A case over school finance in New York has been dragging on now for more than 20 years.
The lawsuit, by a group known as the Campaign for Fiscal Equity (CFE), was thought to have been settled in 2006. That's when the state's highest court ruled that New York failed to provide New York City with enough money for a "sound basic education," as required by its own state constitution. The following year, the state Legislature appropriated billions of additional dollars in school aid to rectify the funding formula for all New York school districts.
But those plans were thwarted by the 2008 financial crisis. As a result, education advocates say, the districts are still short about $4 billion, with almost $2 billion alone owed to New York City. Another lawsuit is now heading through the courts.
The case has now become dramatic fodder for a group of New York City high school students. They created a play showing how they've been affected by the lack of resources for their schools. Their scenes depict crowded classrooms that don't have enough notebooks, a school with a "gymnatorium," and politicians who keep passing the buck when questioned about money for public schools.
The 17 students who wrote and perform in the play are members of the Epic Theater Ensemble, a group that helps teens create their own plays with a social justice theme.
Last year's topic was school funding. The students, who hail from three public high schools, learned about the CFE case. They had help from the Campaign for Education Equity, a nonprofit research center at Teachers College Columbia University founded by one of the lawyers in the CFE case.
The resulting play is called 10467, named for a Bronx ZIP code, and the kids have been performing it all around New York. Raymond Sanchez, 17, and Vanessa Martinez, 17, are two of the performers and writers. They attend the Bronx High School for Writing and Communication Arts. Here are excerpts from an interview with them about their production:
Are the classroom scenes real?
VANESSA: These are actual problems that we are facing today. We're in a writing school, and we don't have paper. And the thing that's true is the gymnatorium, as one of my cast members said before. It's a gym and an auditorium together. So, literally, when you're trying to play basketball, you have to watch out for the poles that support the auditorium, otherwise the basketball bounces back to you, hits someone in the eye, infirmary.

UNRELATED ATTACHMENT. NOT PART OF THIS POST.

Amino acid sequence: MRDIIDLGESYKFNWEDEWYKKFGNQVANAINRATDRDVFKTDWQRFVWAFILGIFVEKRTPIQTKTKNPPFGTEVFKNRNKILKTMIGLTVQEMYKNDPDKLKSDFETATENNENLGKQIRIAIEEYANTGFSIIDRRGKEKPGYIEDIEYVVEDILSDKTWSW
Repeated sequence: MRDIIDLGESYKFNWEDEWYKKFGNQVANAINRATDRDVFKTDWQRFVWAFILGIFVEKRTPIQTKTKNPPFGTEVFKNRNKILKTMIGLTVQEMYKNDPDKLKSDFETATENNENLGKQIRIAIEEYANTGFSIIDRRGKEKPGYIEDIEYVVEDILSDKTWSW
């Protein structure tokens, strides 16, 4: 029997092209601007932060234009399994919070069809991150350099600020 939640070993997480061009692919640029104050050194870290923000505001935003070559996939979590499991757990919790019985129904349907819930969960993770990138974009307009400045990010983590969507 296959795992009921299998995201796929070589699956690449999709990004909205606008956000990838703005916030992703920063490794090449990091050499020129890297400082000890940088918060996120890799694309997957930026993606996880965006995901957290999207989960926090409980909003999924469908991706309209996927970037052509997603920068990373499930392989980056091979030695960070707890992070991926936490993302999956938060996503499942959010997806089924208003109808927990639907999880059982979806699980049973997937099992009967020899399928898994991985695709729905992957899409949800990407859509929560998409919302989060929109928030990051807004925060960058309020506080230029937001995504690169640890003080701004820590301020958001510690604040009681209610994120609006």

RAYMOND: The part we had where the teacher who could not pay attention or help one student at a time effectively is something that we kind of see every day.
How do teachers react to the play?
RAYMOND: I did get a reaction from my algebra teacher who came to see a show that we did at National Black Theater, and she was like, "That was disturbingly accurate." And that was literally what she just said.
What was your reaction when you learned about the CFE case?
VANESSA: "Really? Really?!" I think that was just going on in our minds. Because while there's a lawsuit — OK, great, we won. So, where's the money? Why do we still have crashing computers? Why do we still run out of paper? We looked at each other and we said, "This isn't normal." We think it's normal because this is what we face every day. Especially the ZIP code our school is in, we expect barely OK. That's what we have been used to. But now doing this play and learning about it, that is not OK.
RAYMOND: We were all just so caught up on the words "minimally adequate" [from the court ruling]. It's like, don't we at least deserve adequate or better than that?
VANESSA: 'Cause minimally adequate to us is the same thing as saying, "I mean, you could have minimally adequate teachers." It's kind of like, "Uh, your teachers can be OK. You don't need great teachers, superb teachers — you need OK teachers."
The CFE case is still going on. What are the solutions?
VANESSA: That's a hard question. I think what everyone is trying to accomplish is a sound basic education. An education where we don't have to go all the way to Manhattan because we think the ZIP code is better, so there must be a better school.
RAYMOND: We are expecting to spread the word as much as possible. Once we do that, once enough people hear about it ... see the problems that New York City kids are going through, and kids all around the United States are going through, then people can finally, as we said in the play, stand up and stop standing down. And they can finally fight for what's right for us.
VANESSA: This is your right. You have the right to have a voice, and we are here to tell you that you do have it. So please join us and say this is what's wrong in my school and we have to change it, because if our generation doesn't take it, you know, we can't leave the next generation to.